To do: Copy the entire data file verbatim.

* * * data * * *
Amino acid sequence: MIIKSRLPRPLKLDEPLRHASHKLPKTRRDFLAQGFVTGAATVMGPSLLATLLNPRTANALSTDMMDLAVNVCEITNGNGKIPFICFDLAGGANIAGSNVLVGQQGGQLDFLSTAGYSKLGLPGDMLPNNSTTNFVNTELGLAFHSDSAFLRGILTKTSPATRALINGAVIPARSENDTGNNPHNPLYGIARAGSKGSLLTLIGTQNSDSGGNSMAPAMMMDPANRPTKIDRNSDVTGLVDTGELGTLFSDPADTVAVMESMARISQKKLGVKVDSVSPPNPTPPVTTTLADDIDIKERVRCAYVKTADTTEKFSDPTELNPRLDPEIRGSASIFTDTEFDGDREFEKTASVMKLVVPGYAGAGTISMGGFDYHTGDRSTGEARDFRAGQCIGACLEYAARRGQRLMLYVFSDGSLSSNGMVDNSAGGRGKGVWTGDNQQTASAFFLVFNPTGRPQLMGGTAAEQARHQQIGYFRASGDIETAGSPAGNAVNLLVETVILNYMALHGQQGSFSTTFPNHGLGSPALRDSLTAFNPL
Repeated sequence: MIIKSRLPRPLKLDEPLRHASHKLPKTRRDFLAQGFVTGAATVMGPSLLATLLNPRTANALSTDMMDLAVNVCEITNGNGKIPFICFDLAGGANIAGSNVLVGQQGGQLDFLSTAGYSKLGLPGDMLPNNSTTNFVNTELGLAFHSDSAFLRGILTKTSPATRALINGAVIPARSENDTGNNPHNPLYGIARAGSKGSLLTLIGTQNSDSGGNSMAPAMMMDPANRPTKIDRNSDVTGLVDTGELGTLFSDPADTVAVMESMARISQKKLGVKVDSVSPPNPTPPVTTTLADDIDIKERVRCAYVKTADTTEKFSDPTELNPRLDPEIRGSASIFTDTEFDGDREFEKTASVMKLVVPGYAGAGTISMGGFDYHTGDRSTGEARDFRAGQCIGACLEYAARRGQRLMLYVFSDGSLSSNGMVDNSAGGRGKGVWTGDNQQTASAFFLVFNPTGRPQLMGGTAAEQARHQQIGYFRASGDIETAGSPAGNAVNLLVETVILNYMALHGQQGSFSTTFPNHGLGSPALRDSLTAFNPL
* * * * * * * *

Amino acid sequence: MIIKSRLPRPLKLDEPLRHASHKLPKTRRDFLAQGFVTGAATVMGPSLLATLLNPRTANALSTDMMDLAVNVCEITNGNGKIPFICFDLAGGANIAGSNVLVGQQGGQLDFLSTAGYSKLGLPGDMLPNNSTTNFVNTELGLAFHSDSAFLRGILTKTSPATRALINGAVIPARSENDTGNNPHNPLYGIARAGSKGSLLTLIGTQNSDSGGNSMAPAMMMDPANRPTKIDRNSDVTGLVDTGELGTLFSDPADTVAVMESMARISQKKLGVKVDSVSPPNPTPPVTTTLADDIDIKERVRCAYVKTADTTEKFSDPTELNPRLDPEIRGSASIFTDTEFDGDREFEKTASVMKLVVPGYAGAGTISMGGFDYHTGDRSTGEARDFRAGQCIGACLEYAARRGQRLMLYVFSDGSLSSNGMVDNSAGGRGKGVWTGDNQQTASAFFLVFNPTGRPQLMGGTAAEQARHQQIGYFRASGDIETAGSPAGNAVNLLVETVILNYMALHGQQGSFSTTFPNHGLGSPALRDSLTAFNPL
Repeated sequence: MIIKSRLPRPLKLDEPLRHASHKLPKTRRDFLAQGFVTGAATVMGPSLLATLLNPRTANALSTDMMDLAVNVCEITNGNGKIPFICFDLAGGANIAGSNVLVGQQGGQLDFLSTAGYSKLGLPGDMLPNNSTTNFVNTELGLAFHSDSAFLRGILTKTSPATRALINGAVIPARSENDTGNNPHNPLYGIARAGSKGSLLTLIGTQNSDSGGNSMAPAMMMDPANRPTKIDRNSDVTGLVDTGELGTLFSDPADTVAVMESMARISQKKLGVKVDSVSPPNPTPPVTTTLADDIDIKERVRCAYVKTADTTEKFSDPTELNPRLDPEIRGSASIFTDTEFDGDREFEKTASVMKLVVPGYAGAGTISMGGFDYHTGDRSTGEARDFRAGQCIGACLEYAARRGQRLMLYVFSDGSLSSNGMVDNSAGGRGKGVWTGDNQQTASAFFLVFNPTGRPQLMGGTAAEQARHQQIGYFRASGDIETAGSPAGNAVNLLVETVILNYMALHGQQGSFSTTFPNHGLGSPALRDSLTAFNPL